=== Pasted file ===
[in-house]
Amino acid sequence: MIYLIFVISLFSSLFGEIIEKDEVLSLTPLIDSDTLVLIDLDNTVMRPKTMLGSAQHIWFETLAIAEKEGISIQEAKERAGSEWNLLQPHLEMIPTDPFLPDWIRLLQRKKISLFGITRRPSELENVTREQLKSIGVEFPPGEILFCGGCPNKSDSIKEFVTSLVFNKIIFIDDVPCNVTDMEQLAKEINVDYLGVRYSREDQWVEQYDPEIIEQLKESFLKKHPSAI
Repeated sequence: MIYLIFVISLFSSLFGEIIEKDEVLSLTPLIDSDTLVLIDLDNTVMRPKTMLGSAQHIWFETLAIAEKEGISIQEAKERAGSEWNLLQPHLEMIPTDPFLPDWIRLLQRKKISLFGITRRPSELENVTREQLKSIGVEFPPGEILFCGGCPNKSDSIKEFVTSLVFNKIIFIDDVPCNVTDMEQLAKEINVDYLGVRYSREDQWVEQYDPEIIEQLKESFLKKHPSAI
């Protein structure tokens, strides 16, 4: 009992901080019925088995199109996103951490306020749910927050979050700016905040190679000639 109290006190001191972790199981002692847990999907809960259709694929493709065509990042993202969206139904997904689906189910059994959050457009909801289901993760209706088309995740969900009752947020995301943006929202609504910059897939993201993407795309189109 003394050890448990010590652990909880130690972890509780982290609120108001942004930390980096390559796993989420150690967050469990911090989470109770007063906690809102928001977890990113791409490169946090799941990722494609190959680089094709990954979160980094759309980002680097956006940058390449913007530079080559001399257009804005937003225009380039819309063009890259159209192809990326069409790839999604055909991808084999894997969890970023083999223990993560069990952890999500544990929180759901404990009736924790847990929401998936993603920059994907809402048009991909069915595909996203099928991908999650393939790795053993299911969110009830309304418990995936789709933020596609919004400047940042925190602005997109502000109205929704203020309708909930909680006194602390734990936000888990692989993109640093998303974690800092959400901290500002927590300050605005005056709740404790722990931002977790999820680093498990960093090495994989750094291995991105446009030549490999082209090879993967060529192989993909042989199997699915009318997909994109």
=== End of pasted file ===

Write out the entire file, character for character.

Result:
[in-house]
Amino acid sequence: MIYLIFVISLFSSLFGEIIEKDEVLSLTPLIDSDTLVLIDLDNTVMRPKTMLGSAQHIWFETLAIAEKEGISIQEAKERAGSEWNLLQPHLEMIPTDPFLPDWIRLLQRKKISLFGITRRPSELENVTREQLKSIGVEFPPGEILFCGGCPNKSDSIKEFVTSLVFNKIIFIDDVPCNVTDMEQLAKEINVDYLGVRYSREDQWVEQYDPEIIEQLKESFLKKHPSAI
Repeated sequence: MIYLIFVISLFSSLFGEIIEKDEVLSLTPLIDSDTLVLIDLDNTVMRPKTMLGSAQHIWFETLAIAEKEGISIQEAKERAGSEWNLLQPHLEMIPTDPFLPDWIRLLQRKKISLFGITRRPSELENVTREQLKSIGVEFPPGEILFCGGCPNKSDSIKEFVTSLVFNKIIFIDDVPCNVTDMEQLAKEINVDYLGVRYSREDQWVEQYDPEIIEQLKESFLKKHPSAI
């Protein structure tokens, strides 16, 4: 009992901080019925088995199109996103951490306020749910927050979050700016905040190679000639 109290006190001191972790199981002692847990999907809960259709694929493709065509990042993202969206139904997904689906189910059994959050457009909801289901993760209706088309995740969900009752947020995301943006929202609504910059897939993201993407795309189109 003394050890448990010590652990909880130690972890509780982290609120108001942004930390980096390559796993989420150690967050469990911090989470109770007063906690809102928001977890990113791409490169946090799941990722494609190959680089094709990954979160980094759309980002680097956006940058390449913007530079080559001399257009804005937003225009380039819309063009890259159209192809990326069409790839999604055909991808084999894997969890970023083999223990993560069990952890999500544990929180759901404990009736924790847990929401998936993603920059994907809402048009991909069915595909996203099928991908999650393939790795053993299911969110009830309304418990995936789709933020596609919004400047940042925190602005997109502000109205929704203020309708909930909680006194602390734990936000888990692989993109640093998303974690800092959400901290500002927590300050605005005056709740404790722990931002977790999820680093498990960093090495994989750094291995991105446009030549490999082209090879993967060529192989993909042989199997699915009318997909994109």